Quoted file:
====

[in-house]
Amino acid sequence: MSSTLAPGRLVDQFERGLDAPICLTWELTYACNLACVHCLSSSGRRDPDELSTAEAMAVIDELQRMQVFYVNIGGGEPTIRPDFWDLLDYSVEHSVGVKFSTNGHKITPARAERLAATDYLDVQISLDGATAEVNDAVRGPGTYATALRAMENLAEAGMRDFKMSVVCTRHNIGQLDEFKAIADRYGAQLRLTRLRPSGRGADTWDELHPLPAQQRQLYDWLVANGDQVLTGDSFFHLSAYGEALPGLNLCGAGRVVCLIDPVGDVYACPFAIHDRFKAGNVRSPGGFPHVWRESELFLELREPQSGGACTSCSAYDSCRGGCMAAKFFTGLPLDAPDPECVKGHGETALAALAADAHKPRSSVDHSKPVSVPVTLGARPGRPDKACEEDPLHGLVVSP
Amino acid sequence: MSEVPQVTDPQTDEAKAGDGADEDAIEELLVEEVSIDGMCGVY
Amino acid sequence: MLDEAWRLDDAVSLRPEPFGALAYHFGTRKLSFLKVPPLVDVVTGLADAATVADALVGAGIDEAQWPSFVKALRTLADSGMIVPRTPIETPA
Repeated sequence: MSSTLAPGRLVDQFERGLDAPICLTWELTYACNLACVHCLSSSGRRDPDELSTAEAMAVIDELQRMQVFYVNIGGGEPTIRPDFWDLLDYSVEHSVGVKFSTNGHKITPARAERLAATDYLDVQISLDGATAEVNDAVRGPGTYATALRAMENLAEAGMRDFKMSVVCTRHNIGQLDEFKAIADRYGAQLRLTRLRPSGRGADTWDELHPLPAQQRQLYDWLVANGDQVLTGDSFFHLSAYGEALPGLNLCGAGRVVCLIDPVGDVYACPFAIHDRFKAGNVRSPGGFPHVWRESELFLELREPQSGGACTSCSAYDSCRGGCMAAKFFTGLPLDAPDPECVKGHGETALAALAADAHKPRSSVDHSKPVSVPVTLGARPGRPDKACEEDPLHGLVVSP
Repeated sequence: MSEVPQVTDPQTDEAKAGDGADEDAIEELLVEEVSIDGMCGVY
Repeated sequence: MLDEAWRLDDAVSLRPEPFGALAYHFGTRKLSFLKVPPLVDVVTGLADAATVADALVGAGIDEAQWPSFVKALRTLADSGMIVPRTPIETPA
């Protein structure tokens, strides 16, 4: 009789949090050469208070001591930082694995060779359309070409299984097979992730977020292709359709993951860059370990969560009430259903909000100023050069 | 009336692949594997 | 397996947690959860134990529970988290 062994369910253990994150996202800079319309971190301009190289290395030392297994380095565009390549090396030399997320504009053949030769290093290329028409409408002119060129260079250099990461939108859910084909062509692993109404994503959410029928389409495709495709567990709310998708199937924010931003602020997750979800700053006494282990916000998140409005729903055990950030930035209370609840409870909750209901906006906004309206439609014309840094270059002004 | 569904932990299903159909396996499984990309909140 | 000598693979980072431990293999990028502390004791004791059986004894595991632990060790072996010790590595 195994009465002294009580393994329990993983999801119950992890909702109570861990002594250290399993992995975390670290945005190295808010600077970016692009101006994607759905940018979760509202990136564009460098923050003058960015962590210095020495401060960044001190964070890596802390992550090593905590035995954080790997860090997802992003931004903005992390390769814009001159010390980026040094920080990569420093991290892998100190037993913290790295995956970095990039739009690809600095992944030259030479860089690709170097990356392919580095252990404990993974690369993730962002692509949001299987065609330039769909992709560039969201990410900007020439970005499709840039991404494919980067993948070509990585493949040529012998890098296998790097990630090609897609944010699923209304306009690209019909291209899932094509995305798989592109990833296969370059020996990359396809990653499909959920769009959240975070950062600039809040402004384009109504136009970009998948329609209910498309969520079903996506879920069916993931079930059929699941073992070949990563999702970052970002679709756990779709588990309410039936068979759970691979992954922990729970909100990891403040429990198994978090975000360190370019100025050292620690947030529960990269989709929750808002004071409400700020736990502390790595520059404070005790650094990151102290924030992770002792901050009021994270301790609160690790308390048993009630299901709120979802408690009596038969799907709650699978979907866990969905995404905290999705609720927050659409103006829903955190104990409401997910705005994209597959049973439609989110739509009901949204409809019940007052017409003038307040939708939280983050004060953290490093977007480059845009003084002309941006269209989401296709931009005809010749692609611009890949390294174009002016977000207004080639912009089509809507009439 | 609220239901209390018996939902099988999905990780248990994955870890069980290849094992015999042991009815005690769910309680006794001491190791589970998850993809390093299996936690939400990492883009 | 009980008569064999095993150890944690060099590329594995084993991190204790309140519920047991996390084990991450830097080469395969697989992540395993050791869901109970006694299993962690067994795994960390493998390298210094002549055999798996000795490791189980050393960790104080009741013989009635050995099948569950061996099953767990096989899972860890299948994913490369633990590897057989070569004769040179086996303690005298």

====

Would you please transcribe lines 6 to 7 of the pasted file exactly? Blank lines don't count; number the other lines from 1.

Repeated sequence: MSEVPQVTDPQTDEAKAGDGADEDAIEELLVEEVSIDGMCGVY
Repeated sequence: MLDEAWRLDDAVSLRPEPFGALAYHFGTRKLSFLKVPPLVDVVTGLADAATVADALVGAGIDEAQWPSFVKALRTLADSGMIVPRTPIETPA